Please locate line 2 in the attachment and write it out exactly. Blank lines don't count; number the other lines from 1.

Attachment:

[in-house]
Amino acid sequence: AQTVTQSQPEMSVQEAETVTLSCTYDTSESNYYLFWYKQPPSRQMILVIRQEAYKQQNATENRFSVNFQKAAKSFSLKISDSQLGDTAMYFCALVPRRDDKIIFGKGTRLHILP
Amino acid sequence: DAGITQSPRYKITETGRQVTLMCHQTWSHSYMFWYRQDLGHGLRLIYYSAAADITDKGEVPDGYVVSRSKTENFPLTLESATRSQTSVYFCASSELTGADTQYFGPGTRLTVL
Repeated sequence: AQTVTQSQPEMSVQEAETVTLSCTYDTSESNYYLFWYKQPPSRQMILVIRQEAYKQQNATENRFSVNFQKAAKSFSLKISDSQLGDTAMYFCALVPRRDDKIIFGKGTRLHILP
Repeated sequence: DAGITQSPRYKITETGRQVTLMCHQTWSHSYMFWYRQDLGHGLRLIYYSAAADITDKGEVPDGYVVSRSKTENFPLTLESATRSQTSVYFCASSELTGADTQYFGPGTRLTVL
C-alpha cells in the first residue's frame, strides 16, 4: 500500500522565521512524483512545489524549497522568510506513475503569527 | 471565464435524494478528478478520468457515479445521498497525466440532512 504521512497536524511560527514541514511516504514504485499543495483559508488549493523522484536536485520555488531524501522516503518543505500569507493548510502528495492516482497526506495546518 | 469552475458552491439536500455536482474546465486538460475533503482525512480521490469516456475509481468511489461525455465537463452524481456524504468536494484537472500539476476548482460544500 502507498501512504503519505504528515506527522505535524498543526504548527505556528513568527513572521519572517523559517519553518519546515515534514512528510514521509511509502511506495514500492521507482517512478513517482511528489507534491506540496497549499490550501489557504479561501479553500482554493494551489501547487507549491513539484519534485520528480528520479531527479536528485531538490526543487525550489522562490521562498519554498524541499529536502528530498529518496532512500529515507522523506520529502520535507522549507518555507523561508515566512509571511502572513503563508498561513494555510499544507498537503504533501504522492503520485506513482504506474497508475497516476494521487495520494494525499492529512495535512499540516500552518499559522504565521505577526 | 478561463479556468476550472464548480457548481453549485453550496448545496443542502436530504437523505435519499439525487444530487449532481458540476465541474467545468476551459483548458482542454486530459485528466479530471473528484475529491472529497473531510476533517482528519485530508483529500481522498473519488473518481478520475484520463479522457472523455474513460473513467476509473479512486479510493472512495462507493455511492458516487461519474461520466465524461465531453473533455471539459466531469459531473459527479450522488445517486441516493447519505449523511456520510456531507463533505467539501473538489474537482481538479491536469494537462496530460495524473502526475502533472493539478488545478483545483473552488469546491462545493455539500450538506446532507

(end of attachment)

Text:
Amino acid sequence: AQTVTQSQPEMSVQEAETVTLSCTYDTSESNYYLFWYKQPPSRQMILVIRQEAYKQQNATENRFSVNFQKAAKSFSLKISDSQLGDTAMYFCALVPRRDDKIIFGKGTRLHILP